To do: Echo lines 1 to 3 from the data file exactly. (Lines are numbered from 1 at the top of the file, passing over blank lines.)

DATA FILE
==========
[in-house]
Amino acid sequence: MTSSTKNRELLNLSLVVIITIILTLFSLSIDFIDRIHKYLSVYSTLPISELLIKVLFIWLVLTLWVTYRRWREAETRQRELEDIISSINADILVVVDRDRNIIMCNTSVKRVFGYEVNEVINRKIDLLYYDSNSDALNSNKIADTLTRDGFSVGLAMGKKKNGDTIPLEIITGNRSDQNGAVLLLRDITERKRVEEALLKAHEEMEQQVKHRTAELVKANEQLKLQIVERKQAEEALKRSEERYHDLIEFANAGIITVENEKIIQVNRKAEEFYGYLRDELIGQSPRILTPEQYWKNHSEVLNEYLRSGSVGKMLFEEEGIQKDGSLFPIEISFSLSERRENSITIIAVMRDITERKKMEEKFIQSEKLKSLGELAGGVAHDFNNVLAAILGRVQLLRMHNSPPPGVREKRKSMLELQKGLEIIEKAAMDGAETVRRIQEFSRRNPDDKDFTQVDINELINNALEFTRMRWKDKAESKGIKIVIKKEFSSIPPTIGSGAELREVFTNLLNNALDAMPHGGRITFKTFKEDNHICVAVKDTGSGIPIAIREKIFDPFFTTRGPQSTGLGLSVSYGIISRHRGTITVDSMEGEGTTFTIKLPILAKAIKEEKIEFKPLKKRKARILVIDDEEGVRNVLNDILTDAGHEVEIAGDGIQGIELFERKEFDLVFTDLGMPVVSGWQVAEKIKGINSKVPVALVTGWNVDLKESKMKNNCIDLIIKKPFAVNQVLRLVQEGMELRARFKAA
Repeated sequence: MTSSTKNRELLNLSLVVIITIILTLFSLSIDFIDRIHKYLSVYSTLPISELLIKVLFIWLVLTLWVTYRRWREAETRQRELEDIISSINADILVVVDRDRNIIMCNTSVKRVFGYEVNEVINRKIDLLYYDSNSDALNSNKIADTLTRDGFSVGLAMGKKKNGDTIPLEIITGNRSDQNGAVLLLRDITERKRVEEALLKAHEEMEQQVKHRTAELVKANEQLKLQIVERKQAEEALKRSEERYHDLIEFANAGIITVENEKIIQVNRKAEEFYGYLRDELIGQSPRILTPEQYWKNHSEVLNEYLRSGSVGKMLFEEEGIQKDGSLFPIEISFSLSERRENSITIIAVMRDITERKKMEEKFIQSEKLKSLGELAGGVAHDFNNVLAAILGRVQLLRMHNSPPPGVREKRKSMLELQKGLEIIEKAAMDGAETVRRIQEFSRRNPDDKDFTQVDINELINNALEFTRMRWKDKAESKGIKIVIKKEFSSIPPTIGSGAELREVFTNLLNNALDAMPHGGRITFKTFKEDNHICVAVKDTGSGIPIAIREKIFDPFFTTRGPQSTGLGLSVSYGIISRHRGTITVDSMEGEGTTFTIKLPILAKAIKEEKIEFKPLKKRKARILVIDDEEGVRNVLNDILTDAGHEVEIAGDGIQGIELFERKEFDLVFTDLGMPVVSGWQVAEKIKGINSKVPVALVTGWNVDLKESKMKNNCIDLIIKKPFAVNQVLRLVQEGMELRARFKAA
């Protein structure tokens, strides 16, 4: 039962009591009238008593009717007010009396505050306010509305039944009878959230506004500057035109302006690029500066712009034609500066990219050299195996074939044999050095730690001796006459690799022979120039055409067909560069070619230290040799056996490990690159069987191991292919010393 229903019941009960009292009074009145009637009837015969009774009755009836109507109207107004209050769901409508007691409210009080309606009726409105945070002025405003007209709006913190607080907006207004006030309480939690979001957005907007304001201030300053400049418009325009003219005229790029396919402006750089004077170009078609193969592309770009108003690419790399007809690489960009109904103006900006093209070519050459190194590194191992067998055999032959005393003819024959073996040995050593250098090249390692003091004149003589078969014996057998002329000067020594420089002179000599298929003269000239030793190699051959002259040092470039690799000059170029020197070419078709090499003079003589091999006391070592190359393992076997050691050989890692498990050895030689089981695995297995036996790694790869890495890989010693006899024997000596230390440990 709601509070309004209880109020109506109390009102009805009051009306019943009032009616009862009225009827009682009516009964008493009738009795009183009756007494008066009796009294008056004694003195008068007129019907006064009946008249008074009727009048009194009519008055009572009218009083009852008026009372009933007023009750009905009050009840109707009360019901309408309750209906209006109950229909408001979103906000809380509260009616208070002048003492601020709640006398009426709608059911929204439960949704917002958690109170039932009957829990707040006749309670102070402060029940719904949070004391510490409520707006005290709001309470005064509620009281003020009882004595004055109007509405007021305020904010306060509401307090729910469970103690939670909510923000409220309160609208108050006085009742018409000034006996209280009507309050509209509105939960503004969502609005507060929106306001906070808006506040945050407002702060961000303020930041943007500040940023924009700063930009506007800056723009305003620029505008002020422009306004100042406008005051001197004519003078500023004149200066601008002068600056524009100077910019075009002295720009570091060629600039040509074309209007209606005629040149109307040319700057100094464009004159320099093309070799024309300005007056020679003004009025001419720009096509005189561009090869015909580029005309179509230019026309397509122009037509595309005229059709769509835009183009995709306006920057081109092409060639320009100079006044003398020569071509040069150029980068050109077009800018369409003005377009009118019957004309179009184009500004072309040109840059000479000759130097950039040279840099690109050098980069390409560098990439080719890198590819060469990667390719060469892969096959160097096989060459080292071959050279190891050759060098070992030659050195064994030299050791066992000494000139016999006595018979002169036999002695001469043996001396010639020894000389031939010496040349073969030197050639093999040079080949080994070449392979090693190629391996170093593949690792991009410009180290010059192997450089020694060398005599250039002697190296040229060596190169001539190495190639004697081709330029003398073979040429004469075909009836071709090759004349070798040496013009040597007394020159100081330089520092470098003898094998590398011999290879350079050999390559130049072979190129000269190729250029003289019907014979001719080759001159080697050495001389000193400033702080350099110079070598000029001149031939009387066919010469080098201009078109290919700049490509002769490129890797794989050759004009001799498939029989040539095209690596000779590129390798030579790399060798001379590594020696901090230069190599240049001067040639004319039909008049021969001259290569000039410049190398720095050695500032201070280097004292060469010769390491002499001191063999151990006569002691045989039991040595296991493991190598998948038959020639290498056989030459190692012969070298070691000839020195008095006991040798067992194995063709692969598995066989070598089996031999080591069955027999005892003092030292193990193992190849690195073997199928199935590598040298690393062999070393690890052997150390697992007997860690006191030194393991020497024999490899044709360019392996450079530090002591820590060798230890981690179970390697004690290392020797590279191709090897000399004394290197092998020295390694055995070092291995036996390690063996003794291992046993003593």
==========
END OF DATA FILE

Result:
[in-house]
Amino acid sequence: MTSSTKNRELLNLSLVVIITIILTLFSLSIDFIDRIHKYLSVYSTLPISELLIKVLFIWLVLTLWVTYRRWREAETRQRELEDIISSINADILVVVDRDRNIIMCNTSVKRVFGYEVNEVINRKIDLLYYDSNSDALNSNKIADTLTRDGFSVGLAMGKKKNGDTIPLEIITGNRSDQNGAVLLLRDITERKRVEEALLKAHEEMEQQVKHRTAELVKANEQLKLQIVERKQAEEALKRSEERYHDLIEFANAGIITVENEKIIQVNRKAEEFYGYLRDELIGQSPRILTPEQYWKNHSEVLNEYLRSGSVGKMLFEEEGIQKDGSLFPIEISFSLSERRENSITIIAVMRDITERKKMEEKFIQSEKLKSLGELAGGVAHDFNNVLAAILGRVQLLRMHNSPPPGVREKRKSMLELQKGLEIIEKAAMDGAETVRRIQEFSRRNPDDKDFTQVDINELINNALEFTRMRWKDKAESKGIKIVIKKEFSSIPPTIGSGAELREVFTNLLNNALDAMPHGGRITFKTFKEDNHICVAVKDTGSGIPIAIREKIFDPFFTTRGPQSTGLGLSVSYGIISRHRGTITVDSMEGEGTTFTIKLPILAKAIKEEKIEFKPLKKRKARILVIDDEEGVRNVLNDILTDAGHEVEIAGDGIQGIELFERKEFDLVFTDLGMPVVSGWQVAEKIKGINSKVPVALVTGWNVDLKESKMKNNCIDLIIKKPFAVNQVLRLVQEGMELRARFKAA
Repeated sequence: MTSSTKNRELLNLSLVVIITIILTLFSLSIDFIDRIHKYLSVYSTLPISELLIKVLFIWLVLTLWVTYRRWREAETRQRELEDIISSINADILVVVDRDRNIIMCNTSVKRVFGYEVNEVINRKIDLLYYDSNSDALNSNKIADTLTRDGFSVGLAMGKKKNGDTIPLEIITGNRSDQNGAVLLLRDITERKRVEEALLKAHEEMEQQVKHRTAELVKANEQLKLQIVERKQAEEALKRSEERYHDLIEFANAGIITVENEKIIQVNRKAEEFYGYLRDELIGQSPRILTPEQYWKNHSEVLNEYLRSGSVGKMLFEEEGIQKDGSLFPIEISFSLSERRENSITIIAVMRDITERKKMEEKFIQSEKLKSLGELAGGVAHDFNNVLAAILGRVQLLRMHNSPPPGVREKRKSMLELQKGLEIIEKAAMDGAETVRRIQEFSRRNPDDKDFTQVDINELINNALEFTRMRWKDKAESKGIKIVIKKEFSSIPPTIGSGAELREVFTNLLNNALDAMPHGGRITFKTFKEDNHICVAVKDTGSGIPIAIREKIFDPFFTTRGPQSTGLGLSVSYGIISRHRGTITVDSMEGEGTTFTIKLPILAKAIKEEKIEFKPLKKRKARILVIDDEEGVRNVLNDILTDAGHEVEIAGDGIQGIELFERKEFDLVFTDLGMPVVSGWQVAEKIKGINSKVPVALVTGWNVDLKESKMKNNCIDLIIKKPFAVNQVLRLVQEGMELRARFKAA